At this point it was so hot that I flaked out on the grass and sent my colleague from Dirty Rock Photography to buy lunch. This meant that I missed Terrorvision, although I could still hear them and see them on the big screens. I have a special place in my heart for these chaps as much of the soundtrack to my misspent youth came via their albums’Formaldehyde’ and ‘How To Make Friends and Influence People’. They romped through classics like ‘Alice …’, ‘Pretend Best Friend’ and ‘Oblivion’. I rocked out as much as I could whilst grazing on a yummy, but somewhat overpriced, ostrich burger (8/10).
All I can say about old school old timers, Europe, is that they didn’t disappoint the predominantly middle-aged audience. Wheeling out and dusting off such classics as ‘Rock The Night’, ‘Superstitious’ and ‘Cherokee’, the crowd was lapping it up. The set ended, of course, with the obligatory crowd-pleaser ‘The Final Countdown’. Cue lots of 40-somethings plugging in their air guitars and moshing with imaginary hair for one of the most anthemic songs of our time (8.5/10)… all I really remember is Joey Tempest’s stunningly white teeth blocking out the sun from the big screens. Can someone please get me the number for his dentist?!
The rest of Saturday passed in a bit of a blur, with sterling sets from Thin Lizzy and Whitesnake, who capped off a virtually perfect day of rock in the sunshine.
Sunday turned out to be another beautiful day, although thankfully there was a miniscule amount of cloud cover which kept me from getting sunburned for a second time (and yes, I was using sunscreen!). First act up for me on the main stage was old school, unashamedly southern The Kentucky Headhunters. I knew about this band purely for the Black Stone Cherry connection, but I had never heard any of their music before. Consisting of four mature, long-haired gents, this band absolutely smashed it out of the park, garnering appreciation from all four corners of a somewhat drowsy site. I mean, who else comes out to play the drums with what looked like a fully stuffed raccoon sitting atop their snowy white locks? These guys rocked it up with tracks from their not inconsiderable back catalogue, including ‘Walking With The Wolf’ and Freddie King’s ‘Have You Ever Loved A Woman’. They played tracks from their latest album ‘Meet Me in Bluesland’, giving a touching tribute to the late almost-family member and fellow musician, Johnnie Johnson.
The Kentucky Headhunters, Main stage
I’d already departed for the next band when I heard the crowd singing along to the Beatles’ ‘Hey, Jude’; I was gutted to find out later that BSC’s Ben Wells had made an appearance on stage with the Headhunters. Overall, this was an outstanding set from a band that have only just made it to the UK; I think the Ramblin’ Man crowd made them suitably welcome (9/10).
Over on the Rising Stage, however, it was time for Illustr8tors (formerly BlackWolf) to kick off an energetic, if slightly tentative set. I believe it was the first time that this band have played since their ‘rebrand’ and they eased into it, looking more comfortable as they dispatched each song, including new offering ‘Something Biblical’ and new single ‘Your Animal’. Sounding sharp, singer Scott and co pulled in a decent sized crowd and pulled off a quietly triumphant debut appearance (8/10). Look out for them touring later this year with the excellent Toseland.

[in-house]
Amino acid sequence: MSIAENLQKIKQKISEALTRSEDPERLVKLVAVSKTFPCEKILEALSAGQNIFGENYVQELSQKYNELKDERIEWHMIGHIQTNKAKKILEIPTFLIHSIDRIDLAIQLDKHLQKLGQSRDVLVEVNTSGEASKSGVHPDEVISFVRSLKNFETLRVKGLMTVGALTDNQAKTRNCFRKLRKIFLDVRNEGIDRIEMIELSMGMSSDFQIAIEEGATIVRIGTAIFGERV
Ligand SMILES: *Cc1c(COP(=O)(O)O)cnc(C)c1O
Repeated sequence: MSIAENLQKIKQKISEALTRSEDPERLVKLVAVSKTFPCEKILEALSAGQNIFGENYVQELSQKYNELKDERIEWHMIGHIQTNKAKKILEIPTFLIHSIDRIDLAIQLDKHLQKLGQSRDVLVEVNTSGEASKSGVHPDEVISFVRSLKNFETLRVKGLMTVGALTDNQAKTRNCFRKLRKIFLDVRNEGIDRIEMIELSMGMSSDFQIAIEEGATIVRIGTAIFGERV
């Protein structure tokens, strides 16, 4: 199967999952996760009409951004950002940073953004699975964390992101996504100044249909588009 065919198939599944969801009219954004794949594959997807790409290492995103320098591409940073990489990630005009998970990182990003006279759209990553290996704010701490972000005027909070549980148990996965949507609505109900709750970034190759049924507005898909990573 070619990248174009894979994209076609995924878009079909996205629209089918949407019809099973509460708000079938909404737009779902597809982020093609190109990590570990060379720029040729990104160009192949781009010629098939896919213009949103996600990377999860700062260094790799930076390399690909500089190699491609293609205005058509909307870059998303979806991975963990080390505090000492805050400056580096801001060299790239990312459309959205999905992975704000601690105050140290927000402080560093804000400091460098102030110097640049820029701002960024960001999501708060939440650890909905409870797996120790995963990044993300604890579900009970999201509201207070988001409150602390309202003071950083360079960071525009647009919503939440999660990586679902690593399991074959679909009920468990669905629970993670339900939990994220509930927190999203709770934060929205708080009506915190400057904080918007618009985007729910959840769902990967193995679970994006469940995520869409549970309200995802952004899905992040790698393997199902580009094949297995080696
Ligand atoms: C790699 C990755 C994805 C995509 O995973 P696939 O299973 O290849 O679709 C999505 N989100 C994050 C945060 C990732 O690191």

Illustr8tors, Rising stage
I stayed at the Rising Stage, although I could hear the most excellent Irish rockers, The Answer over on the main stage. I was waiting for Dirty Thrills, a long time favourite of mine (you can find the interview I did with them here), although we had already been treated to an impromptu acoustic performance over in the VIP area a couple of hours beforehand. As it happened, due to circumstance, I only managed to catch one song, filled with energy and attitude, with a pride-inducing large crowd gathered from the first note. I think it’s fair to say that Dirty Thrills are definitely on the up (8/10).
Dirty Thrills, Rising stage
It was with great impatience that I weaved my way nearly to the front of the crowd over at main stage for The Cadillac Three; this is a band who I discovered a couple of years ago through Classic Rock Mag, but never had the opportunity to see. Wearing shades and baseball caps, looking achingly cool and effortless up there on that huge stage, TC3 kicked off a sublime set with the sultry ‘Peace Love and Dixie’ from the EP of the same name. Such immense blues/country/rock tracks as ‘Tennessee Mojo’, ‘I’m Southern’ and ‘Back It Up’ showcased fantastic musicianship and genuine love for playing live (9.5). They had a fantastic and well deserved reaction from the crowd and I’m seriously excited for their tour later this year – I would highly recommend that you get tickets.